Now while the Bible affirms that the State is divinely established to promote external justice by outer constraints, it also recognises that the State, also vulnerable to sin and fallibility may gravitate to the demonic. The most obvious modern example is Nazi Germany.
The fact is that apart from God’s control, power corrupts and absolute power corrupts absolutely. Any State, of course, has power and must have power. Power is the essence of the State and the State more than any other institution is the ultimate repository of the power and strength of organised humanity. But its power is not there for its own sake, but for service. The State is to be “God’s servant for (our) good” (Romans 13:4). And if it is indeed God’s servant it has a transcendent point of accountability. It cannot be a law unto itself.
This underlines as Thomas Aquinas affirmed, that human law and authority are subject to internal and divine law.
The corollary of this is that the Church everywhere in every country must remind the State that its call to rule is part of a higher call to obey.
Thus when the State ceases to serve God and man, it deserves the criticism, the condemnation and sometimes even the disobedience of Christians.
The Church must also be clear about its witness to the State. The Church is to be there as a reminder to the State that what we see in the world is not the ultimate but at best the penultimate, “for the whole frame of this world is passing away” (1 Corinthians 7:31).
The Church is to be there as a sort of counter-sign, as a constant demonstration to the State of the kind of model community on earth towards which the State should be striving. The Church is not to be a pale reflection of the State, but the State should be seeking to reflect the Churches’ example.
Beyond that the Church is to pray for the State. St Paul urges priority prayer “for Kings and all who are in high positions” (1 Timothy 2:2). In South Africa Christians must not despair and must continue to pray for our leaders and to seek their conversion so that the country could be “Godly and quietly governed”. Great prayer meetings such as Angus Buchan is calling for on 22nd April in Bloemfontein have great importance.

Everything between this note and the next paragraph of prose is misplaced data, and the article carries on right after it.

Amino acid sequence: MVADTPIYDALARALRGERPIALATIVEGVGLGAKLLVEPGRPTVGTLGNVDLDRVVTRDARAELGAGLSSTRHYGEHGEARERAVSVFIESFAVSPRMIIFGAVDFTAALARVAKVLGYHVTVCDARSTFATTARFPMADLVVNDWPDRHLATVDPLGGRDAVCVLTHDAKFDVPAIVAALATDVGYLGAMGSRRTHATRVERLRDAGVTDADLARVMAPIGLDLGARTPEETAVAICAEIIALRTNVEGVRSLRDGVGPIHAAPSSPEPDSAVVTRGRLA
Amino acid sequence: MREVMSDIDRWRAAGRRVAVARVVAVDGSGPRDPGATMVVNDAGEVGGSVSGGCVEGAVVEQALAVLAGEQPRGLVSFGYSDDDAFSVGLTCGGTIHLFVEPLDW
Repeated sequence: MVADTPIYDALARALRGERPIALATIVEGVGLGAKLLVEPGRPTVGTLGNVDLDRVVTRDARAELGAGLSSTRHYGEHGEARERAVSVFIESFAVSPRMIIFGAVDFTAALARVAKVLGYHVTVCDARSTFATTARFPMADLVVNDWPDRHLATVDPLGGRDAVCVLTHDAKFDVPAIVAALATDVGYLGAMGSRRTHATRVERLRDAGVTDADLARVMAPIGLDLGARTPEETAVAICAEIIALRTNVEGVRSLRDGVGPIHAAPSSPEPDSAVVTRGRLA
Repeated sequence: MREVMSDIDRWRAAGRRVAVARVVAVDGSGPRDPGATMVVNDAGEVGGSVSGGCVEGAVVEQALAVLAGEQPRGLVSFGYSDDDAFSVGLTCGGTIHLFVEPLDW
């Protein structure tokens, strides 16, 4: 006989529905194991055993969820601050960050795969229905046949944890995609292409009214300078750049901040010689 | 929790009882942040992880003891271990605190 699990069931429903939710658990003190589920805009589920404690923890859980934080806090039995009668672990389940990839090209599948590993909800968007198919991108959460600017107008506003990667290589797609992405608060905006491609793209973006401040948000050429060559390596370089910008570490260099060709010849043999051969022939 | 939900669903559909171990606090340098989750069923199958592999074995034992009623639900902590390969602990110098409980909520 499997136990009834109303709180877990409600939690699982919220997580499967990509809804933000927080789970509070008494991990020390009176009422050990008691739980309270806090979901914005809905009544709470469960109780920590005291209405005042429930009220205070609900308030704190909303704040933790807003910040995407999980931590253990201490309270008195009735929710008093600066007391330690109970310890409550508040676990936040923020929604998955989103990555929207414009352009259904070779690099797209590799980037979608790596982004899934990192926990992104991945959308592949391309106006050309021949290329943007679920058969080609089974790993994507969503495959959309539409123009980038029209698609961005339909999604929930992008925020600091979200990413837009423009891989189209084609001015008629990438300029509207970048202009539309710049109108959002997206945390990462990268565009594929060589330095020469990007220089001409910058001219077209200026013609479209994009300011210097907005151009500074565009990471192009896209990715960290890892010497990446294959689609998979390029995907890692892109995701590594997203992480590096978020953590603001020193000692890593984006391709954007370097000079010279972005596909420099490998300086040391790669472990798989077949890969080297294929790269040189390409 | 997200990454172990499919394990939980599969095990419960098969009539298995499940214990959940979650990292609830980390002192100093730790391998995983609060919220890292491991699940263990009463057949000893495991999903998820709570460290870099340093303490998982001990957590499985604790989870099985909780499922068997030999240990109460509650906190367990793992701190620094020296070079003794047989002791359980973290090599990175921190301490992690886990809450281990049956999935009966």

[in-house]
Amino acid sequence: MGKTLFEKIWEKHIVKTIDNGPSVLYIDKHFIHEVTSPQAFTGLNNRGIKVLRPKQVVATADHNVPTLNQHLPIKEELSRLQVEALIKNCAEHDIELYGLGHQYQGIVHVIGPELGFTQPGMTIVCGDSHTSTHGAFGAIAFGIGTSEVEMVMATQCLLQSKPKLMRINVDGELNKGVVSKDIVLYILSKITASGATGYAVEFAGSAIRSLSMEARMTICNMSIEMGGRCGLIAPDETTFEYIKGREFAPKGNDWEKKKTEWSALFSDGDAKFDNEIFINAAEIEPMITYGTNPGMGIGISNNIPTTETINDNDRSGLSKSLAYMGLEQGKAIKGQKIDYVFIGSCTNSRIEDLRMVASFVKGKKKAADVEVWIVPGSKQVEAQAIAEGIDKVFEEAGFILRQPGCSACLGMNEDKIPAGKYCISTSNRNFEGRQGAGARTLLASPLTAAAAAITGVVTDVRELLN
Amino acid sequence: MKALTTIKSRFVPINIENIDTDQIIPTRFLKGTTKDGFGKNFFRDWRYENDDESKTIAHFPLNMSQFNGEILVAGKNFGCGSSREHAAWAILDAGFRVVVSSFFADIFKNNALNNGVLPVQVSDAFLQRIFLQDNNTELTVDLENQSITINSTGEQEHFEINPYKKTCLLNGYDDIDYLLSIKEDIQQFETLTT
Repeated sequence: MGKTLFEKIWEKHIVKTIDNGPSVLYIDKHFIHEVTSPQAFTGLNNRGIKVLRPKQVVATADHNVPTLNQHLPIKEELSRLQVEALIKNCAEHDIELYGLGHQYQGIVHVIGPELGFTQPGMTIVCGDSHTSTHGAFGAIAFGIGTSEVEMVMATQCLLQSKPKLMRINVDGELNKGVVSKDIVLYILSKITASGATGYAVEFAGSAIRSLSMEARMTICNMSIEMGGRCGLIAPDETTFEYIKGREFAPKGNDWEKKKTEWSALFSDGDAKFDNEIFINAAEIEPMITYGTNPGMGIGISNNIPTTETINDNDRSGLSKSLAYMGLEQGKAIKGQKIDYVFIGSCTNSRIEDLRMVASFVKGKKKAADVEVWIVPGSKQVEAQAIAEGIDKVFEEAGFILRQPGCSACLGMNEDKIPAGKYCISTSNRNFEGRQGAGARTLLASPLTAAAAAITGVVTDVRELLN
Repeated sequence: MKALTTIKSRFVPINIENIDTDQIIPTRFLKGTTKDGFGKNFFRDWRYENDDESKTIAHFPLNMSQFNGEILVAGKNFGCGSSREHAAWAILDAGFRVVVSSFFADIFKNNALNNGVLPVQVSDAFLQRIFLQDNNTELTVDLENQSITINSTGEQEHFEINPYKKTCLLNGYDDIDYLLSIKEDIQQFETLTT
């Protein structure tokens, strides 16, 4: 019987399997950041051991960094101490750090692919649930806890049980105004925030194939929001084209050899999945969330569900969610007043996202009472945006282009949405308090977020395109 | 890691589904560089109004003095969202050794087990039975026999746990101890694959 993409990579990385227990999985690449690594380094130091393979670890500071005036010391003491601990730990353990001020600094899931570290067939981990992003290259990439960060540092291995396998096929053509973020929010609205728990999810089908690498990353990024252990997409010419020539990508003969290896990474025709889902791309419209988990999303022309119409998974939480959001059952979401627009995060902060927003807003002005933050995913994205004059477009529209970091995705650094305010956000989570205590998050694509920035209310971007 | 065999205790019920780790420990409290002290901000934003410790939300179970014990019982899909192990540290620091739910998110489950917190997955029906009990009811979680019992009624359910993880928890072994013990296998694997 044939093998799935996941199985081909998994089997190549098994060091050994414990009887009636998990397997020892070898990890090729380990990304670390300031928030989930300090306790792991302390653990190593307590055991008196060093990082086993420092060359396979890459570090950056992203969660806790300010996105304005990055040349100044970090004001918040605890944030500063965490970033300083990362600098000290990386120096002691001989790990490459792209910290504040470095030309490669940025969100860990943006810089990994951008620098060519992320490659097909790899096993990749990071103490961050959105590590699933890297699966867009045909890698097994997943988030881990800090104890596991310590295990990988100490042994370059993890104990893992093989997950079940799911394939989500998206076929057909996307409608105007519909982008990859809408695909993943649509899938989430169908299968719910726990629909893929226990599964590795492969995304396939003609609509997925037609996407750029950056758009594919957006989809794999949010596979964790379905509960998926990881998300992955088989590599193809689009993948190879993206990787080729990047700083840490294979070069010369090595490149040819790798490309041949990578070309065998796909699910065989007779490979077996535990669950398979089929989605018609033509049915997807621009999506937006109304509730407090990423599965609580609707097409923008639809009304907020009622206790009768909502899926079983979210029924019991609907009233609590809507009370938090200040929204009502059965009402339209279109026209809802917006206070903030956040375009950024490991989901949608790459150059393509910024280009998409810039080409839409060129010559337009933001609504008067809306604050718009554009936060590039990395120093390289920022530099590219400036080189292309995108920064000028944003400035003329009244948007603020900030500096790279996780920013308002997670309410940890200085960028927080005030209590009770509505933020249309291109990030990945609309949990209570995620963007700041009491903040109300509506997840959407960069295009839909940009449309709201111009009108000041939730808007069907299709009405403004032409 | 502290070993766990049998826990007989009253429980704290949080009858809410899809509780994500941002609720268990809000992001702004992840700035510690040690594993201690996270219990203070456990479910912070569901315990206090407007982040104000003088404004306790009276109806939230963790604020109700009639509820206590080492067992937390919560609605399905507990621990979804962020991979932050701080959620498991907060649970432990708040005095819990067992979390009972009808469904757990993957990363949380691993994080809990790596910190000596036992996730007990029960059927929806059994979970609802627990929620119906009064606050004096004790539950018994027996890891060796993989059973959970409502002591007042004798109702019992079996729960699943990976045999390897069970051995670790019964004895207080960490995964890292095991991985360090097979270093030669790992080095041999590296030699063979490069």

The Church is to manifest itself as the conscience of the State, never allowing its own theology to be subordinated to the State’s ideology.
Another lesson is that the Church must speak its word in time. Thus going back to the Idi Amin era my own feeling is that the Ugandan Church, for all the magnificence of its courageous testimony once Amin’s wrath was let loose on it, left its prophetic words of challenge and warning until too late. The same was true of Rwanda before the 1994 genocide. The Rwandan Church delayed its strong prophetic witness until it was too late. As to Nazi Germany, the only group that Hitler was scared of was the Protestant Church, but by and large it remained silent till it was too late. Thereafter there could only be the isolated and very costly witness of people like Bonhoeffer and Niemoller.
So as far as South Africa is concerned, the Church needs to make it very clear to the State that there are biblical limits to what the State can do or legislate. And this needs to be made clear now. This can be done by Christians being clear and firm in their witness and by Church leaders speaking a clear prophetic word to the State.